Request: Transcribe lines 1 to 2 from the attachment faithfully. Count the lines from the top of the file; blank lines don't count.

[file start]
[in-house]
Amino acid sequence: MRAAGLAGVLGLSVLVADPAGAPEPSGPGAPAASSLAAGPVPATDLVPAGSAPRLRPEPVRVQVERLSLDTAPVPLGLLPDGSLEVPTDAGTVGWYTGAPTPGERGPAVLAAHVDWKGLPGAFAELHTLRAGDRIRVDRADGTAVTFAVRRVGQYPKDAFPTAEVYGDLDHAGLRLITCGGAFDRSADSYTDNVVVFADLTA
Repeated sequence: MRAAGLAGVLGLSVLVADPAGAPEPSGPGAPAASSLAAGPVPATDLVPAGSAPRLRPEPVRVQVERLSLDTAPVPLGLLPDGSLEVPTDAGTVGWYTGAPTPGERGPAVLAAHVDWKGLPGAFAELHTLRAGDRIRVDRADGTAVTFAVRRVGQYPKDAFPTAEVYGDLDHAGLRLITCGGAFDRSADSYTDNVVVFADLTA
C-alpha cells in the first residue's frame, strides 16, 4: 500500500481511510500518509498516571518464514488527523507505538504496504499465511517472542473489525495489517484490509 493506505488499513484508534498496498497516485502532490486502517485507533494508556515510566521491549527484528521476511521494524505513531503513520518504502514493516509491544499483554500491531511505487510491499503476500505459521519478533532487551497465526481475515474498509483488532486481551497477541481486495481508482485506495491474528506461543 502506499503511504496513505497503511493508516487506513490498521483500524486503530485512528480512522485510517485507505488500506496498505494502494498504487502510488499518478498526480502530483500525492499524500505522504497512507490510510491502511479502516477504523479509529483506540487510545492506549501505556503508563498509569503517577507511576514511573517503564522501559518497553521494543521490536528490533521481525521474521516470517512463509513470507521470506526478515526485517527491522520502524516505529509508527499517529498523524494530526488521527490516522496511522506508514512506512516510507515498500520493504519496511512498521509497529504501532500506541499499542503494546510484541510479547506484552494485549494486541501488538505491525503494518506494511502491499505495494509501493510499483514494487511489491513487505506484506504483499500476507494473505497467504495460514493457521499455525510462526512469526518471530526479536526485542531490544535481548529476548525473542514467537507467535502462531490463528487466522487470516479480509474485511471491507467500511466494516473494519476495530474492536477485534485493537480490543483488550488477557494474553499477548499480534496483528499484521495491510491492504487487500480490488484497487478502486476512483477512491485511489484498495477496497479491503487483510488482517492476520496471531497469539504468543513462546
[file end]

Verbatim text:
[in-house]
Amino acid sequence: MRAAGLAGVLGLSVLVADPAGAPEPSGPGAPAASSLAAGPVPATDLVPAGSAPRLRPEPVRVQVERLSLDTAPVPLGLLPDGSLEVPTDAGTVGWYTGAPTPGERGPAVLAAHVDWKGLPGAFAELHTLRAGDRIRVDRADGTAVTFAVRRVGQYPKDAFPTAEVYGDLDHAGLRLITCGGAFDRSADSYTDNVVVFADLTA